For Sellers

  1. Always try to do some background research on your potential customers. Ask their friends or other sellers who have done business with them, whether the buyer has had a bad history of transactions. If they happen to be a master con, then it would be wise not to do business with them. Safety first.
  2. There will be a time when you will get called a fraud or scammer. Keep your balls together and be cool. Often times, buyers are whiny spoiled assholes that call you every five minutes asking when their costume will be done. Keep telling them that you need time to process their order. As long as you finish within the agreed time frame, you’re still in the right.
  3. Always keep in mind that the most valuable asset is trust. To obtain trust, always be honest with your customers.
  4. And if you know that you can’t handle an order, you always have the right to decline. Don’t be an Incompetent Maker; you’ll lose business fast.

For Buyers

  1. Do a background check on the seller. Ask for a recommendation from your friends. The sad thing is, even though there have been bad testimonies from other people, some knuckleheads insist on ordering from a specific seller. Don’t be a knucklehead.
  2. Be friendly when talking to a seller. Remember, they have what you want and you have what they want. It’s a fucking business deal, not a trade demand. If you act like an asshole, expect to be treated like an asshole.
  3. Please provide reasonable deadlines, especially for complicated armor designs and imported wigs. The import-export business tends to run late. Don’t be asking for a full-custom Iron Man costume in a week.
  4. There will come a time when you will be scammed. Remember to keep calm and nicely ask the seller. If they still deny their scamming, you can always humiliate them publicly. If you really want your money back, report to the Cybercrime Division at the Indonesian Police.
  5. And finally, remember to always fucking read. It’s not the seller’s fault if you end up messing your own order just because you didn’t fucking read their procedures on ordering. God gave you a brain and a set of eyes, use them.

Ending

And that concludes my short elaboration on cosplay scams and a couple of survival tips to avoid being scammed. In the end, it all comes back to you and how you use your wits.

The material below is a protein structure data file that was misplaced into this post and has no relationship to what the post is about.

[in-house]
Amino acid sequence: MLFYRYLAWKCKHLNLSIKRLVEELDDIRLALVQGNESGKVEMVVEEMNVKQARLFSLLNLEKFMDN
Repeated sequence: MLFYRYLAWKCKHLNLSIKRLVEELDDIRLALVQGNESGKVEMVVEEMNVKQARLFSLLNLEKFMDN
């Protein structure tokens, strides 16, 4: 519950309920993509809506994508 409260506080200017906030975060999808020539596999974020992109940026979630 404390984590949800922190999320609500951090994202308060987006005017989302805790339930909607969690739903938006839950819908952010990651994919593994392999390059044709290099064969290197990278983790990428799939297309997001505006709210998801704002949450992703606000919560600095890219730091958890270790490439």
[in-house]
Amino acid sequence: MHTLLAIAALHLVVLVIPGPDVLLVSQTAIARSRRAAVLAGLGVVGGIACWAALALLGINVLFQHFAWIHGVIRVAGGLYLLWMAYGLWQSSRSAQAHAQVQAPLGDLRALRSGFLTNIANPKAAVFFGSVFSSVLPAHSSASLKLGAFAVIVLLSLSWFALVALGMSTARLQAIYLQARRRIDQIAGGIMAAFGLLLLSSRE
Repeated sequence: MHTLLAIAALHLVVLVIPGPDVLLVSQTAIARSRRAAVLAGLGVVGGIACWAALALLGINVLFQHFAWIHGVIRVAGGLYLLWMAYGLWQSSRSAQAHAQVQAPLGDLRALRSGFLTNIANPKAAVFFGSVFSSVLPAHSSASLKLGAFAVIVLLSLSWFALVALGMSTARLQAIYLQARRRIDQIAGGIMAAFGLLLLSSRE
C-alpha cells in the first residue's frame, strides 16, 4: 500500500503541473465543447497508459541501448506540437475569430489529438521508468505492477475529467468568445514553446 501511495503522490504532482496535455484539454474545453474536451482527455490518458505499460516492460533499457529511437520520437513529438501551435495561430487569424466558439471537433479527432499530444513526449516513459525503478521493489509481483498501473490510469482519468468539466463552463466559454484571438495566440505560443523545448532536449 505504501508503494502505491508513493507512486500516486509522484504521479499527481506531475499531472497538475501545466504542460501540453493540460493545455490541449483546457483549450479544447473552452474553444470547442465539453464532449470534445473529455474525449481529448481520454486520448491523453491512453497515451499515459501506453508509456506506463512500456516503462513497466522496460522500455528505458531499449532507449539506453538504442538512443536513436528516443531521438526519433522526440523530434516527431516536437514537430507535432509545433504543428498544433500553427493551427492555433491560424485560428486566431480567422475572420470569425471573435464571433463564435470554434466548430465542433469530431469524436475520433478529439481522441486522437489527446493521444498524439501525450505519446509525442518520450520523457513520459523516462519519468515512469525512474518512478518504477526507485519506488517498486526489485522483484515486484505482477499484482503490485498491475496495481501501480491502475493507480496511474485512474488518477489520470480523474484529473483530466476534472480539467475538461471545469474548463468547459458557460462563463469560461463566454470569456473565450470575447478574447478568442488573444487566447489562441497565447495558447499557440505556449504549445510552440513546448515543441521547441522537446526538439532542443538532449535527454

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2 thoughts on “Fool Me Twice, Shame on Me: Common Cosplay Scams

  1. I always look forward to your Cosplay-centric posts, AhOtaku! Makes me able to learn more of the cosplay culture of other countries while comparing and contrasting to my own country. I made a similar post though I cannot say it’s a 100% focus on the PH scamming — more like the proper attitudes of buying and selling.

    https://thingiemajingie.wordpress.com/2013/10/02/the-cosplay-business-etiquette/

    There are so much similarities between Indonesia Cosplay and Philippine Cosplay and Scamming is just one of the many denominators shared. Perhaps the most irksome reports I read from the local FB threads are the demands of High Quality costumes/armories for cheap and should be done at the quickest time possible. It just baffles me! D:

    The scammiest report I read was acquisition of multiple fees from several (customers) cosplayers who never got anything after 6 months’ to a year’s time. The makers/provider/seller disappears online and was unreachable. And if said seller had the gall, they’d still be attending events and be active elsewhere.

    For the most part, these scams are reported and are quick to share around. And with the small community such as this, news go fast and the reputation of bad transactors go south.

    Still, scamming is just one of the hellish thing a cosplayer (both seller or buyer) could experience. One upping and being more cautious and smarter is the only way to avoid such things.

    Liked by 2 people

    1. Hi Jiandra, long time no see! Glad to know that you’ve enjoyed my writing!

      It actually doesn’t matter as to “where” the scams happen. The MO (modus operandi) are generally similar regardless of region.

      I believe the root cause is, inherently flawed human morality aside, is the rise of online transactions. Almost anyone can own an online shop; even when they can’t handle having a business despite having read all of those self-help books on establishing an online trade emporium. And since in Indonesia cybershops are still relatively untouched by the law (there is the Police Cybercrime Division, but they only make the news once in a while), it’s a lucrative field for scammers.

      Your post substantially complements mine; I’m gonna link yours.

      Thanks for reading, Jiandra!

      Like